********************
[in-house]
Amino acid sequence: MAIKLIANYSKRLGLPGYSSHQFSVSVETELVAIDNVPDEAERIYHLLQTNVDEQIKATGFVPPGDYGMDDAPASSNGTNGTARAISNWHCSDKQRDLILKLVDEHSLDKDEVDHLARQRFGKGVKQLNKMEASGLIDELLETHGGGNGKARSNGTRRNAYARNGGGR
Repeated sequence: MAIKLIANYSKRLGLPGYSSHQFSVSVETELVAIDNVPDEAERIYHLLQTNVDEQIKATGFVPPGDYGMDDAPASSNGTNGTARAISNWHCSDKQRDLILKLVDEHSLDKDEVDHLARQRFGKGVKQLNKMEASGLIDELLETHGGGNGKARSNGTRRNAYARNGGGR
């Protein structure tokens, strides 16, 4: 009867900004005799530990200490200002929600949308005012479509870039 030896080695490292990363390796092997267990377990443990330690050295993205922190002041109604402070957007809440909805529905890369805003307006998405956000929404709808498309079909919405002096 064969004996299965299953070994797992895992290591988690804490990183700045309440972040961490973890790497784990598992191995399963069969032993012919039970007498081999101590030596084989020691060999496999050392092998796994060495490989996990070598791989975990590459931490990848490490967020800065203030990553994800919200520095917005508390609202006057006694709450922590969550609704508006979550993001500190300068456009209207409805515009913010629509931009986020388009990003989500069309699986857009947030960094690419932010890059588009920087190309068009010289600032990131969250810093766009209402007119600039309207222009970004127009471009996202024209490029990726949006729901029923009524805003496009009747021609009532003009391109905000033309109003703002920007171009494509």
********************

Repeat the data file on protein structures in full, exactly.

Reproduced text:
[in-house]
Amino acid sequence: MAIKLIANYSKRLGLPGYSSHQFSVSVETELVAIDNVPDEAERIYHLLQTNVDEQIKATGFVPPGDYGMDDAPASSNGTNGTARAISNWHCSDKQRDLILKLVDEHSLDKDEVDHLARQRFGKGVKQLNKMEASGLIDELLETHGGGNGKARSNGTRRNAYARNGGGR
Repeated sequence: MAIKLIANYSKRLGLPGYSSHQFSVSVETELVAIDNVPDEAERIYHLLQTNVDEQIKATGFVPPGDYGMDDAPASSNGTNGTARAISNWHCSDKQRDLILKLVDEHSLDKDEVDHLARQRFGKGVKQLNKMEASGLIDELLETHGGGNGKARSNGTRRNAYARNGGGR
């Protein structure tokens, strides 16, 4: 009867900004005799530990200490200002929600949308005012479509870039 030896080695490292990363390796092997267990377990443990330690050295993205922190002041109604402070957007809440909805529905890369805003307006998405956000929404709808498309079909919405002096 064969004996299965299953070994797992895992290591988690804490990183700045309440972040961490973890790497784990598992191995399963069969032993012919039970007498081999101590030596084989020691060999496999050392092998796994060495490989996990070598791989975990590459931490990848490490967020800065203030990553994800919200520095917005508390609202006057006694709450922590969550609704508006979550993001500190300068456009209207409805515009913010629509931009986020388009990003989500069309699986857009947030960094690419932010890059588009920087190309068009010289600032990131969250810093766009209402007119600039309207222009970004127009471009996202024209490029990726949006729901029923009524805003496009009747021609009532003009391109905000033309109003703002920007171009494509």